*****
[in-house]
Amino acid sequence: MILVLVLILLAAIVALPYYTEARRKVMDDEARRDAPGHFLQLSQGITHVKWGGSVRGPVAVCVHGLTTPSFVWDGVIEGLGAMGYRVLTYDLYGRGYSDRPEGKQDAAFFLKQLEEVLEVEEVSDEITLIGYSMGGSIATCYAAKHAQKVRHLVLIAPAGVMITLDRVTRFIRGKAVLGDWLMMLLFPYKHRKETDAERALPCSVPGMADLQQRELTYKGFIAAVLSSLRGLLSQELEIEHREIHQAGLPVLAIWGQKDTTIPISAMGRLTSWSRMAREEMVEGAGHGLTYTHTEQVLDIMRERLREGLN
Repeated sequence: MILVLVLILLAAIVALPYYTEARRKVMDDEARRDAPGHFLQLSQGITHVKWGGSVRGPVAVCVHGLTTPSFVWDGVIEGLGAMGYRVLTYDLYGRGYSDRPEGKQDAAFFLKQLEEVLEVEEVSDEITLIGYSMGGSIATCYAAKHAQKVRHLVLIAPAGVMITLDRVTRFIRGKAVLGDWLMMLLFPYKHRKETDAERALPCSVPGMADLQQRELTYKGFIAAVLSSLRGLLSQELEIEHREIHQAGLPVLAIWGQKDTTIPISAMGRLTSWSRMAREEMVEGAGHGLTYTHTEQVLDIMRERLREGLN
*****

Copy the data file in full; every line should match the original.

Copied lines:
[in-house]
Amino acid sequence: MILVLVLILLAAIVALPYYTEARRKVMDDEARRDAPGHFLQLSQGITHVKWGGSVRGPVAVCVHGLTTPSFVWDGVIEGLGAMGYRVLTYDLYGRGYSDRPEGKQDAAFFLKQLEEVLEVEEVSDEITLIGYSMGGSIATCYAAKHAQKVRHLVLIAPAGVMITLDRVTRFIRGKAVLGDWLMMLLFPYKHRKETDAERALPCSVPGMADLQQRELTYKGFIAAVLSSLRGLLSQELEIEHREIHQAGLPVLAIWGQKDTTIPISAMGRLTSWSRMAREEMVEGAGHGLTYTHTEQVLDIMRERLREGLN
Repeated sequence: MILVLVLILLAAIVALPYYTEARRKVMDDEARRDAPGHFLQLSQGITHVKWGGSVRGPVAVCVHGLTTPSFVWDGVIEGLGAMGYRVLTYDLYGRGYSDRPEGKQDAAFFLKQLEEVLEVEEVSDEITLIGYSMGGSIATCYAAKHAQKVRHLVLIAPAGVMITLDRVTRFIRGKAVLGDWLMMLLFPYKHRKETDAERALPCSVPGMADLQQRELTYKGFIAAVLSSLRGLLSQELEIEHREIHQAGLPVLAIWGQKDTTIPISAMGRLTSWSRMAREEMVEGAGHGLTYTHTEQVLDIMRERLREGLN